For an investment of $20 and one week, parents can ship a teenager off to camp with the police and get back a disciplined, motivated young adult. That sounds a lot less fun than it is, former campers would say.
The 2014 camp, the ninth put on by the Illinois State Police in District 11, will be from July 13 through 19 at Principia College in Elsah. There, about 50 metro-east teens between 13 and 16 will attend everything from safety classes to gun and drug presentations. Trooper Calvin Dye Jr. of the Illinois State Police says the Team Illinois Youth Police Camp is an experience that stays with teens.
Graduating cadets agree.
"The counselors really put it in you, that they believe in you," said former cadet Lucas Ford.
Ford, now 23 and a security guard at the Casino Queen, says he was a shy but athletic 15 year old at his first Youth Police Camp.
"It really helped me solidify what I wanted to do," Ford said. He went on to become a cadet mentor and later a counselor at the weeklong camp. He has a degree in sociology from McKendree University with an emphasis in criminal justice.
Not everyone attending the camp plans on joining law enforcement.
"Some kids are recommended by juvenile judges, some simply have aspirations of becoming a cop or joinging the military, and come since it's paramiltary," Dye said. "Some are struggling in school and at home with structure and authority, so camp is beneficial for all, no matter how you ended up at camp."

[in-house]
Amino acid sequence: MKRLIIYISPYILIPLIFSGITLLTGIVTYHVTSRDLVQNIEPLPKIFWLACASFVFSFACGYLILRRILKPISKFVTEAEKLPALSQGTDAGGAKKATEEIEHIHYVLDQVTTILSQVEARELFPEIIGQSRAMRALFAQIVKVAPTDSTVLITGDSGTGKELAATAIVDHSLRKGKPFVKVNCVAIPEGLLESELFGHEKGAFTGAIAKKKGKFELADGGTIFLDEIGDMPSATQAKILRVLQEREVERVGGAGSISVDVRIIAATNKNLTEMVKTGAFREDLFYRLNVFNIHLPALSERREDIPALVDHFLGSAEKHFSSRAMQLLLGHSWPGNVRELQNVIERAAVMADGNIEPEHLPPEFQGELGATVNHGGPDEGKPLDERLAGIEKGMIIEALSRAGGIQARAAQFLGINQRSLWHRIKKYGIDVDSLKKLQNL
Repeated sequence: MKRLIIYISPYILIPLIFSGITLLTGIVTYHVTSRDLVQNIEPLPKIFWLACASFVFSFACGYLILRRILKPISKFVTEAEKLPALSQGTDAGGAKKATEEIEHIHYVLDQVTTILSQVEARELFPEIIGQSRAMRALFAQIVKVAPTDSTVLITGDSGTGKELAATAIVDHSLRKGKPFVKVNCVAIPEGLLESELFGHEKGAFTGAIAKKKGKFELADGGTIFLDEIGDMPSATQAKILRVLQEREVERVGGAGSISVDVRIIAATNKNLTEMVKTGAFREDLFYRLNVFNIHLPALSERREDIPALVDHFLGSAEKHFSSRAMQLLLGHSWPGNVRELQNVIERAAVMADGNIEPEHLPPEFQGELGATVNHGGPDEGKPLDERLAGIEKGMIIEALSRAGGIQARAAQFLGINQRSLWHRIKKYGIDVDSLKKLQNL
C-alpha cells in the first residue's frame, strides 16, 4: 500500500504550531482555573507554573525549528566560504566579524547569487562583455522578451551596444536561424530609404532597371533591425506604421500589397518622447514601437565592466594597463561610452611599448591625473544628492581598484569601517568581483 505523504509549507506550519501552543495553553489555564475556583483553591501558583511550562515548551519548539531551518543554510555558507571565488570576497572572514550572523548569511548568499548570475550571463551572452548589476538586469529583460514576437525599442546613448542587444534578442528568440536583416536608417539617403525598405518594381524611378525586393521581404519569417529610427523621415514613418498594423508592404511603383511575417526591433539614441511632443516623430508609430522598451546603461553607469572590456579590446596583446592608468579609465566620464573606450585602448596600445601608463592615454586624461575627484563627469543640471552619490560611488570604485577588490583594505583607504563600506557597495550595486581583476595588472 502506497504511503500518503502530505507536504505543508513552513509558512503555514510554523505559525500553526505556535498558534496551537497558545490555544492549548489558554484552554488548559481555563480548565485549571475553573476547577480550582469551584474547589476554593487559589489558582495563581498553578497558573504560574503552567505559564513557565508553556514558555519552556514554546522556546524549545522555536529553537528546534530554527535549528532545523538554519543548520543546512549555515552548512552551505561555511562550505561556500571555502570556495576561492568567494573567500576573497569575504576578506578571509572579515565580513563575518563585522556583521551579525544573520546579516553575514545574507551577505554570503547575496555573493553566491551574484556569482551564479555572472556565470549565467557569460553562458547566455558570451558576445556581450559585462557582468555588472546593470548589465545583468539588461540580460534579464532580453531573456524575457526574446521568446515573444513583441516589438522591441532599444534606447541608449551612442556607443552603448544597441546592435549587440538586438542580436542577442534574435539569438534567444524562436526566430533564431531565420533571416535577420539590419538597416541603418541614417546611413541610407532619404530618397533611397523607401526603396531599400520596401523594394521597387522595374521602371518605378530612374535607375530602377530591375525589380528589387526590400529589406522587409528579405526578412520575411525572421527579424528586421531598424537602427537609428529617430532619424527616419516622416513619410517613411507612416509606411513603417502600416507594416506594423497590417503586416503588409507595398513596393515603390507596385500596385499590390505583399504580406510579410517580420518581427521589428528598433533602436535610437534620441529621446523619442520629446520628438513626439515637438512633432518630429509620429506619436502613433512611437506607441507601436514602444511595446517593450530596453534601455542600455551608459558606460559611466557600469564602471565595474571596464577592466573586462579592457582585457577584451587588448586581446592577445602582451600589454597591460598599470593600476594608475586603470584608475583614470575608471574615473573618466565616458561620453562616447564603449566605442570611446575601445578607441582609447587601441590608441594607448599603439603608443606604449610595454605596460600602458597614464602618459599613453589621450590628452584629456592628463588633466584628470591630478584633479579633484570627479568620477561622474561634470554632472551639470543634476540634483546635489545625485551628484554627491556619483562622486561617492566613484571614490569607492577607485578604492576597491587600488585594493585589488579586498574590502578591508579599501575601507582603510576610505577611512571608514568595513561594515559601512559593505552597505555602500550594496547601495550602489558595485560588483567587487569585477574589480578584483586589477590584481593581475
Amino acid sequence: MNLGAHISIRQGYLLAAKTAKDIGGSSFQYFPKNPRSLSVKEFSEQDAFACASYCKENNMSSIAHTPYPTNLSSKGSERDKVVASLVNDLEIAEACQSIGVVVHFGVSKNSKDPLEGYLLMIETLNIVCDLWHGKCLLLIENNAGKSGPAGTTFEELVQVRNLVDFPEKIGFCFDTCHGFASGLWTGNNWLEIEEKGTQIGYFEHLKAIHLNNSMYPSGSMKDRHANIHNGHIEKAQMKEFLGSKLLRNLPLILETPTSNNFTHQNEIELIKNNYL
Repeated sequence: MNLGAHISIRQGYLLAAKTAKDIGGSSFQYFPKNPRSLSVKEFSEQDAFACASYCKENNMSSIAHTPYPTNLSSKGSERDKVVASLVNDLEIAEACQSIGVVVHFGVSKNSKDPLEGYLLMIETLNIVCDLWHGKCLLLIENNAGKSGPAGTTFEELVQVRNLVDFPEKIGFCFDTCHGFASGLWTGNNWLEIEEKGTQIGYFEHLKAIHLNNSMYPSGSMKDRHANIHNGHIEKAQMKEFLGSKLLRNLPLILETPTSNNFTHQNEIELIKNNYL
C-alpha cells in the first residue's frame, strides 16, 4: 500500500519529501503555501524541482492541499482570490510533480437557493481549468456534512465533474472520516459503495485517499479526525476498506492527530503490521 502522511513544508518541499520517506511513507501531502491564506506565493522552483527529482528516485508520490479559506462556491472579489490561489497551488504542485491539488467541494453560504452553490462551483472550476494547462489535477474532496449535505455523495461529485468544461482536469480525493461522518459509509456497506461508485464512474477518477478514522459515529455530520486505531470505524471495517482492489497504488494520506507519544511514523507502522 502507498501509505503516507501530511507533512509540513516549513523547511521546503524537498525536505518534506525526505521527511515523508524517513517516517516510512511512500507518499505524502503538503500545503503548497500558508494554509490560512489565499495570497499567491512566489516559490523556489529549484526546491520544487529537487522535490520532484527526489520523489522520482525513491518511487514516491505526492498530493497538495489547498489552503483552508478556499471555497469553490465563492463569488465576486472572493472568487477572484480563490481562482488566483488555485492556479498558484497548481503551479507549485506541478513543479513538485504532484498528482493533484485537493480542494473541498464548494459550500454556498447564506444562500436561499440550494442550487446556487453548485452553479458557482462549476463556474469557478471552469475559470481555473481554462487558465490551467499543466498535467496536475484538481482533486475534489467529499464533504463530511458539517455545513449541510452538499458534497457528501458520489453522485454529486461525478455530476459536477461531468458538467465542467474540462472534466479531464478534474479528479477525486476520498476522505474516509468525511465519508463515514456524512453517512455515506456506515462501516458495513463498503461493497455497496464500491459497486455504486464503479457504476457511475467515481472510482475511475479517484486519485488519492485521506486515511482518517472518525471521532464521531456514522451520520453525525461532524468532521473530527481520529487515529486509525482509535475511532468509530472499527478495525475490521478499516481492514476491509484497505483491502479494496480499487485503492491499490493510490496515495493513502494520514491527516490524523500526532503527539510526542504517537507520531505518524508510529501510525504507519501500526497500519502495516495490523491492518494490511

The camp stresses morning physical training and days of classes. "Cadets" are challenged with "Teamwork, Commitment and Pride" while attending presentations from fire departments, the tactical response team, and K-9 units. The week includes first-responder training and field trips, as well as a county coroner's presentation.
"At first I thought it was for bad kids, like a scared straight," said Otis Miller. But a relative in law enforcement persuaded Miller otherwise for his daughter.
"She's not even thinking about a career in police," Miller said.
He said Janelle wanted to come home that first night.
"By the end, you see videos of them on different field trips and swimming and different things, just kids being kids," he said.
Janelle Miller, 17, is volunteering this summer while on break from Rosati-Kain High School in St. Louis. The East St. Louis teen made new friends at the camp, saying that no electronics were allowed during camp so there was a mad rush the next week to get on Facebook and text.
Team-building skills is part of the camp philosophy and built into much of the class work and physical training.
"They would have drills to challenge us, it wasn't so much to complete them as it was to you giving your best effort, ... trying to push yourself," Janelle Miller said.
Want to go?
Get an application by calling 618-973-3050 or email email@example.com
Applications are due June 23.
Ages: 13, 14, 15, 16
Contact reporter Mary Cooley at firstname.lastname@example.org or call 618-239-2535.